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Yoga Anatomy

The 3 Ways You Need to Move Your Body Every Day

Ever notice how you tend to walk, lean, hunch, or otherwise propel yourself forward all the time? Your body needs more than that to remain flexible and pain-free. Here's how.

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How are you reading this article? I don’t mean are you using your phone or your laptop. What I mean is, observe the position of your body as you read. Are you sitting or standing? Are you lying down? Are you holding whatever device you’re using? Where are your arms? What are your neck and head doing?

When we pay attention to how we spend our days, we start to notice that we’re often leaning, reaching, bending, and otherwise moving forward in space. We reach our arms forward to text, to drive, to cook, to shake hands (when we still do that!). We move our legs forward when we walk, run, climb stairs, even as we sit in a chair.

Here’s the problem with that: The human body is designed to be mobile in various directions. You might recall that saying, “If you don’t use it, you’ll lose it.” It’s true when it comes to our bodies, which become flexible in the places where they are used the most and resist movement where they are used the least. This can lead to the stiffening of some joints and the overuse of others. Or muscles overdeveloping on one side and remaining underdeveloped on the other. Quite simply, we need to move in an array of ways each day to keep our bodies moving as they were designed.

(Photo: Getty Images)

The three anatomical planes of movement

The predominant place of contemporary living, which takes us into forward motion, is actually just one of three primary planes in which our body is able to—and needs to—move each day: the sagittal (front and back motion), coronal (side-to-side movement), and transverse (twisting action) planes. It’s not just the body in its entirety that moves in these planes. Individual body parts—arms, legs, neck, back, knees—move in these manners as well. 

As you go about your everyday movement and your yoga practice, observe what plane you spend the most time in, and which you spend the least. The latter is where your work lies. Following are several ways we move our bodies in our everyday lives, including in our yoga practice. Notice any that you tend to not engage in regularly? You know what you need to do about that.

(Photo: Andrew Clark)

Sagittal plane

The sagittal plane comprises forward and backward movements. This can take the shape of either flexion—decreasing the angle of a joint, as in bending your front hip and knee in High Lunge—or extension, which is increasing the angle of a joint, as in the straightening of the back leg in both hip and knee.

Everyday movements in the sagittal plane

  • Texting
  • Driving
  • Running
  • Reaching in front or back of you for something
  • Scratching your back
  • Walking

Yoga poses that move in the sagittal plane

(Photo: Andrew Clark)

Coronal plane

The coronal plane, sometimes called the frontal plane, includes side movements. There’s adduction, bringing a body part toward the midline, as when you cross your arms and legs in Garudasana (Eagle Pose) and abduction, bringing a body part away from the midline, like when you take your arms and legs apart from your center for Virabhadrasana 2 (Warrior 2 Pose).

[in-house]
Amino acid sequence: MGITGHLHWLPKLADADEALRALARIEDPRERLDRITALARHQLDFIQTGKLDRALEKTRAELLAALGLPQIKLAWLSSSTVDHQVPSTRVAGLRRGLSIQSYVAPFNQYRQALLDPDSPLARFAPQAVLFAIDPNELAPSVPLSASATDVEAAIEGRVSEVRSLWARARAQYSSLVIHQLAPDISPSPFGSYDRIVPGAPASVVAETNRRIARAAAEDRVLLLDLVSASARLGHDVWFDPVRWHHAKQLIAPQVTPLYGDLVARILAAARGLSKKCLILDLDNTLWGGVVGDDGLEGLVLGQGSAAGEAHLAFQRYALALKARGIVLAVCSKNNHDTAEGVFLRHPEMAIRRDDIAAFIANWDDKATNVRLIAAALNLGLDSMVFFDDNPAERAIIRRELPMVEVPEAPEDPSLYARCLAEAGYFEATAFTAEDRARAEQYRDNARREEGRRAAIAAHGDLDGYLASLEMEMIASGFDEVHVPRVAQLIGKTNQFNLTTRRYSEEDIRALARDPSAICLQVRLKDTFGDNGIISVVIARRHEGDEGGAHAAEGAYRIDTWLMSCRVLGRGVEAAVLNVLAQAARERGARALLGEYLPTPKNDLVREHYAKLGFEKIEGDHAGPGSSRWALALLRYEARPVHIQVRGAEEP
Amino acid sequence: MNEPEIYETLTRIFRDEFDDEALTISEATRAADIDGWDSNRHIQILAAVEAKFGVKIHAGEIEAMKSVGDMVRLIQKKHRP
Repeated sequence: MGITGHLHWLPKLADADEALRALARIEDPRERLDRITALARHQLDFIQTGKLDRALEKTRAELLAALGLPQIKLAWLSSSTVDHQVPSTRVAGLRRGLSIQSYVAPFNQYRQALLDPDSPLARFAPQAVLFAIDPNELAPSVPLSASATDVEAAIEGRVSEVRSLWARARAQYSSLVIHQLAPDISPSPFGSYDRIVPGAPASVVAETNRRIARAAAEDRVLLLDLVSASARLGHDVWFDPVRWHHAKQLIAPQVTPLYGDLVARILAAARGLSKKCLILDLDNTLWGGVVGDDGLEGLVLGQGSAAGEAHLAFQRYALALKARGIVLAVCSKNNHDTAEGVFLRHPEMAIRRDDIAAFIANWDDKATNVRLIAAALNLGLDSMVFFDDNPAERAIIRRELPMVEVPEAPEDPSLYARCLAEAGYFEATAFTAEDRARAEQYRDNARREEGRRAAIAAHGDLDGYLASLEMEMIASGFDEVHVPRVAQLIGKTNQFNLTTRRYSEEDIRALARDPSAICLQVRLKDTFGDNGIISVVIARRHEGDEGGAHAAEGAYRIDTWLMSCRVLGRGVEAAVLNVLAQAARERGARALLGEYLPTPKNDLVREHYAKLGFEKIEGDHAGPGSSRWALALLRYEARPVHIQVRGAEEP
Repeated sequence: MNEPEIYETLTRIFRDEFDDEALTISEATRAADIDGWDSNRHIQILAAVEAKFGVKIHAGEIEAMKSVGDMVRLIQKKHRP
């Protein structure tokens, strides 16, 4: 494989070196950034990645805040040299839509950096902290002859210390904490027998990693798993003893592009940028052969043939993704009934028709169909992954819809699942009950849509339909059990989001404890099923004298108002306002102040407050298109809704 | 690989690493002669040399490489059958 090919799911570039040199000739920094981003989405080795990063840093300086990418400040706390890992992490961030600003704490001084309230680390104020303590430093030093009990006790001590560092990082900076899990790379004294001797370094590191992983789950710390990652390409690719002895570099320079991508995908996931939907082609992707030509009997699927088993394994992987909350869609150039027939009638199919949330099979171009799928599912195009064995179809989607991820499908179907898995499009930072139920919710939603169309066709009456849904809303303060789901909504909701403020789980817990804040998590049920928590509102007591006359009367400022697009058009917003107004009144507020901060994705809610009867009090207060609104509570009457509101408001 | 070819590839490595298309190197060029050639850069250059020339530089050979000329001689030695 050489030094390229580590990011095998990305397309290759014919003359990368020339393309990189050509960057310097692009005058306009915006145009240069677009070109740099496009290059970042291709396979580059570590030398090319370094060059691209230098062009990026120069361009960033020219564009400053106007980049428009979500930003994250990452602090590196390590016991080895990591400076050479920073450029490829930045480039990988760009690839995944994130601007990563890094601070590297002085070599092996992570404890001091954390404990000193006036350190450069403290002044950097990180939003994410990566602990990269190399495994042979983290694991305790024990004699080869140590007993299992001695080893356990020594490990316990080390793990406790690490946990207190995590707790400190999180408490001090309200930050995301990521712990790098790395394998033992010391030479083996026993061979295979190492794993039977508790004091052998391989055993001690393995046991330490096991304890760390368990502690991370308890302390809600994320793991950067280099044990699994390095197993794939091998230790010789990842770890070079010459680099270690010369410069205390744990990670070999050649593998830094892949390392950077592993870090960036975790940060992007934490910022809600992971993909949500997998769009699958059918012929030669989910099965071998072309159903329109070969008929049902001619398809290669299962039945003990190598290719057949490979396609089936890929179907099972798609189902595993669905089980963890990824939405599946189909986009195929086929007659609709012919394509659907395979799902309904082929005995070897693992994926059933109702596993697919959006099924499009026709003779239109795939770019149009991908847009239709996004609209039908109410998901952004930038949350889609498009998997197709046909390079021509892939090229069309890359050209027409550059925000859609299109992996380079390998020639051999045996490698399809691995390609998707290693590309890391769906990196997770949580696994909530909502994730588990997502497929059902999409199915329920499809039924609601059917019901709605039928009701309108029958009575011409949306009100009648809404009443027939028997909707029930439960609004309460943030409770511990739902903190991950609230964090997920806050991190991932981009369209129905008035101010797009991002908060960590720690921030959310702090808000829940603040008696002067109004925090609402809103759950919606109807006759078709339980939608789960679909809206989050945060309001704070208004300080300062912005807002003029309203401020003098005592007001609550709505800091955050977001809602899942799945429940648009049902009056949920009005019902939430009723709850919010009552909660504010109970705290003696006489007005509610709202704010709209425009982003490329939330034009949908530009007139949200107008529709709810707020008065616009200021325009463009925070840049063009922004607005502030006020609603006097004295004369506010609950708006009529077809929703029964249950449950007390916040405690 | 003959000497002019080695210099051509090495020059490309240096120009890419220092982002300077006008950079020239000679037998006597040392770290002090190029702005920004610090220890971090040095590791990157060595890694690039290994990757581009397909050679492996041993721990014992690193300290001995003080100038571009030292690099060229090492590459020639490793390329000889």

This plane also includes lateral flexion, which is when the spine and pelvis act together, like side-bending in Viparita Virabhadrasana (Reverse Warrior Pose) and Vasishtasana (Side Plank Pose) with your top arm extended alongside your ear.

Everyday movements in the coronal plane

  • Give a tight hug
  • Crossed legs while sitting on a chair
  • Taking your arms out wide to prepare for a hug
  • Leaning to the side to reach something
  • Stepping your feet apart wider for stability
  • Stretching to get out of bed

Yoga poses that move in the coronal plane

(Photo: Andrew Clark)

Transverse plane

The transverse plane is our twisting plane. This includes poses when we engage in obvious spinal rotation, which is when we twist, such as in Parivrtta Parsvakonasana (Revolved Side Angle) or Parivrtta Utkatasana (Twisting Chair). It also includes less obvious forms of external rotation, such as turning your legs out for Goddess Pose, or the more subtle but important rotation of your upper arms in Adho Mukha Svanasana (Downward-Facing Dog Pose), as well as internal rotation of the thighs in all backbends, in which they turn in toward one another.

Everyday movements in the transverse plane

  • Sitting cross-legged
  • Turning your head to talk to someone alongside you
  • Holding a heavy bag next to you
  • Holding something over your head
  • Some forms of lifting
  • Turning your forearm and hand inward to look at your nails
  • Scratching your back or rubbing lotion or sunscreen on yourself
  • Sitting on your knees
  • Reaching across your midline to grab something, like into the passenger seat when you are behind the steering wheel

Yoga poses that move in the transverse plane